One of the fun things about a completed set is deciding how you want to organize it. I have the 1956 Topps set in a binder, sorted by team, in the same order that the teams finished in the 1955 Standings. In 1955, the New York Yankees were the American League champions, with a 96-58 record. They would lose the World Series in seven games.
I will say only nice things about the Yankees today, an objectively great team in the 1920s, 1930s, 1940s, and 1950s. Since opening Yankee Stadium, the Yankees had won at least 3 World Series per decade, and by 1955 they had already won 3 championships and were on their way to a total of 5 World Series victories in the 50s. Few things are more "New York" than the Yankees, but how about Frank Sinatra? His album, "Songs for Swingin' Lovers," was released in 1956:
While the AL Champions did not win the 1955 series, they would not have to wait long to return to the Championship -- it would be the first of 4 straight World Series appearances, winning in 1956 and 1958.
The Yankees' best hitter in 1955 was the great Mickey Mantle, who was just 23 years old and the toast of the town, He led the league with a ridiculous 180 OPS+, playing a superb center field while getting on base with a league leading .431 OBP. He hit .306 with 37 homers, and scored 121 runs.
While the 1955 season was impressive, it didn't hold a candle to 1956. Mantle would win the triple crown, hitting .353 with 52 homers and 130 RBI. He scored 132 runs and his OPS+ was 210, meaning his season was 110% better than the average Major League outfielder. He'd win 3 MVP awards over his career. The well-known and well-traveled narrative is that injuries would rob Mantle of his full potential, and certainly it directly changed the 1955 Series. Mantle played in just 3 of the 7 games, and had just 2 hits in 10 at bats. For his career, the Hall of Fame, Switch hitting Center Fielder would still hit 536 homers, and have over 1500 RBI despite chronic knee and back pain.
The Yankees' best pitcher shared a nickname -- The Chairman of the Board -- with Sinatra, and the lefty made his teammates sing his praises throughout his career. In 1955, Ford had a 18-7 record with a 2.62 ERA. While his 137 strikeouts in 254 innings is not eye popping by today's standards, it was among the league leaders in '55. He hurled 5 shutouts that year, and was the staff ace all season long. His 18 wins (and 18 complete games) led the AL.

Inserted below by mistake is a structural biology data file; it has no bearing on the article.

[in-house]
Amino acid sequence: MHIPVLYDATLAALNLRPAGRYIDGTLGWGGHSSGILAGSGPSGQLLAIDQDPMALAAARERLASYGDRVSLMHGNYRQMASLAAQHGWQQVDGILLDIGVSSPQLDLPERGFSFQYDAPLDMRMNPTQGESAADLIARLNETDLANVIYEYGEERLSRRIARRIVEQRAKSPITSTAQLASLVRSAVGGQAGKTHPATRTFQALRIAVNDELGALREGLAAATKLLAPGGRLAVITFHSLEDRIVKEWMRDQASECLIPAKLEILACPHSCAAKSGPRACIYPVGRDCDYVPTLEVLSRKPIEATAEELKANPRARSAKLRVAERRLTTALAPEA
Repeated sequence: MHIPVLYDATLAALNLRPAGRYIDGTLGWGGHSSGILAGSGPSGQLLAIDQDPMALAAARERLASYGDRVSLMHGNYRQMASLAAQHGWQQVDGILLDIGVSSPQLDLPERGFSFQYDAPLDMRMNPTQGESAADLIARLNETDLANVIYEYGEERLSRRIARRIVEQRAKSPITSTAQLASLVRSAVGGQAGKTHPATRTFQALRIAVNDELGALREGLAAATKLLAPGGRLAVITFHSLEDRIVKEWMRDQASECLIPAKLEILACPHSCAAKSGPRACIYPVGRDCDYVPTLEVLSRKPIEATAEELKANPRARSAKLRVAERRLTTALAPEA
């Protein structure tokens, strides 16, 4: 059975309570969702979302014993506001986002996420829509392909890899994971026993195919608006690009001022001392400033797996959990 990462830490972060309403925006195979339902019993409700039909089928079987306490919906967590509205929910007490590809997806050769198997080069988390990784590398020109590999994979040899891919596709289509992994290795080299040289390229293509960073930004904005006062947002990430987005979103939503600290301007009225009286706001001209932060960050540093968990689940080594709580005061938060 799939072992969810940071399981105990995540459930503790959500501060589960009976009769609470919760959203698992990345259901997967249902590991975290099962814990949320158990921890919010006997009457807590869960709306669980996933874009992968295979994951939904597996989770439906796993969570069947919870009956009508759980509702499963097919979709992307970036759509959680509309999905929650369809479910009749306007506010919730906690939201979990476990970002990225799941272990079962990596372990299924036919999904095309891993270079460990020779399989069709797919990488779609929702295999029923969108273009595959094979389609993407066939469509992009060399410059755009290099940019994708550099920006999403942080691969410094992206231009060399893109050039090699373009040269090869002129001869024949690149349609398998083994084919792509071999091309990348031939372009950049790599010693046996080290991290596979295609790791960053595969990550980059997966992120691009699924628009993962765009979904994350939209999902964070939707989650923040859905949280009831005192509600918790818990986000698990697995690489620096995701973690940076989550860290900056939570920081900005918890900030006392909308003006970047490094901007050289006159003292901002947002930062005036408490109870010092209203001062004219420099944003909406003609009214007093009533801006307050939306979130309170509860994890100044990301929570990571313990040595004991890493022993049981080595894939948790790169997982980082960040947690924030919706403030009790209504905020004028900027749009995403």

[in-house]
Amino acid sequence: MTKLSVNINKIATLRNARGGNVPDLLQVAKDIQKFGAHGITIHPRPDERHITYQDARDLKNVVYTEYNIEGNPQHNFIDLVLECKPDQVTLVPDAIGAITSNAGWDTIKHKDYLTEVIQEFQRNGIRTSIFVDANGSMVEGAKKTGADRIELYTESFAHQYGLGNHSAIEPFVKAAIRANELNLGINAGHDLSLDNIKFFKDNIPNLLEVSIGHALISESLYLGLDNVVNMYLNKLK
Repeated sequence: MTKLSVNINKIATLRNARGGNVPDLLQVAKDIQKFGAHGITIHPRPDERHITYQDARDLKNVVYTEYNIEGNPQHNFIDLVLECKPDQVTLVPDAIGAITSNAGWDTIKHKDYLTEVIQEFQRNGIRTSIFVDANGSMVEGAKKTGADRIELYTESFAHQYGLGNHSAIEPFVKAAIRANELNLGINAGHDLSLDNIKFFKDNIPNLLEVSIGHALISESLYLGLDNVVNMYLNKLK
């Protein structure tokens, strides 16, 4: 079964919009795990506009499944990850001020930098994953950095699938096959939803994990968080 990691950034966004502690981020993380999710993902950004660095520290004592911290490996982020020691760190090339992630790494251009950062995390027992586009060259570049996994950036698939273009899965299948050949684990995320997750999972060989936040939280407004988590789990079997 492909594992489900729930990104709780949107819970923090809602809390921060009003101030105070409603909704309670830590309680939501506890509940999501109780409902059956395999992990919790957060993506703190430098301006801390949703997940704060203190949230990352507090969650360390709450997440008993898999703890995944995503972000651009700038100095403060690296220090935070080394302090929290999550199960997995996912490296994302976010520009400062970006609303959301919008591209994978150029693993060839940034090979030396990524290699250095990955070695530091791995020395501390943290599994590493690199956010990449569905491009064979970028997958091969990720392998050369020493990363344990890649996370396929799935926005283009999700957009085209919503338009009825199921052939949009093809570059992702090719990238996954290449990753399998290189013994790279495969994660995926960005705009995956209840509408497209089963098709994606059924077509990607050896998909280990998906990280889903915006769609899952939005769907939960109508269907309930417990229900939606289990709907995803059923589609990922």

For his career, Ford had a 236 - 106 record. His 45 shutouts ranks 29th All-Time. His best season was 1961, while Maris and Mantle were chasing Babe Ruth, so too was Whitey Ford, but as a pitcher. Ruth's World Series scoreless innings streak was 29 and 2/3 innings, and Ford matched then beat it en route to a World Series MVP award. During the '61 regular season, he won 25 games and his only Cy Young Award.
Berra is a 10 time World Champ, 18 time All-Star, 3 time MVP. As a catcher, Berra never led the league in a single offensive category, but his value was measured as much for his baseball knowledge and on-field leadership. It didn't hurt with sportswriters that he was always ready with a goofy quip, but Yogi was a tremendous baseball player regardless of his funny quotes.
Phil Rizzuto was at the tail end of his Hall of Fame career, and 81 games in 1955, he drove in just 9 runs. Of course, Rizzuto was never known for being a great hitter, but the production had slipped to a point at which he was supplanted at Shortstop by former Oriole Billy Hunter in 1955, and by Gil McDougald in 1956. McDougald was in many ways a forgotten star in the Yankees dynasty. In 1955, he was the Yankees' primary 2nd Baseman hitting 13 homers for the Bronx Bombers. Mantle and Berra were joined by Bill "Moose" Skowron and Hank Bauer as power bats on the '55 team. Skowron had an OPS+ of 140, hitting a team high .319 - Bauer crushed 20 homers.
Ford was the best Yankees pitcher, but their #2 starter Bob Turley wasn't far behind. In fact, Turley struck out 210 batters and had a team high 6 shutouts. Jim Konstanty was a stabilizing force in the bullpen, saving 11 games but finishing 30 games overall with a sterling 2.32 ERA. Don Larsen was just 25, still a year award from the perfect game in the 1956 World Series that made him a baseball immortal.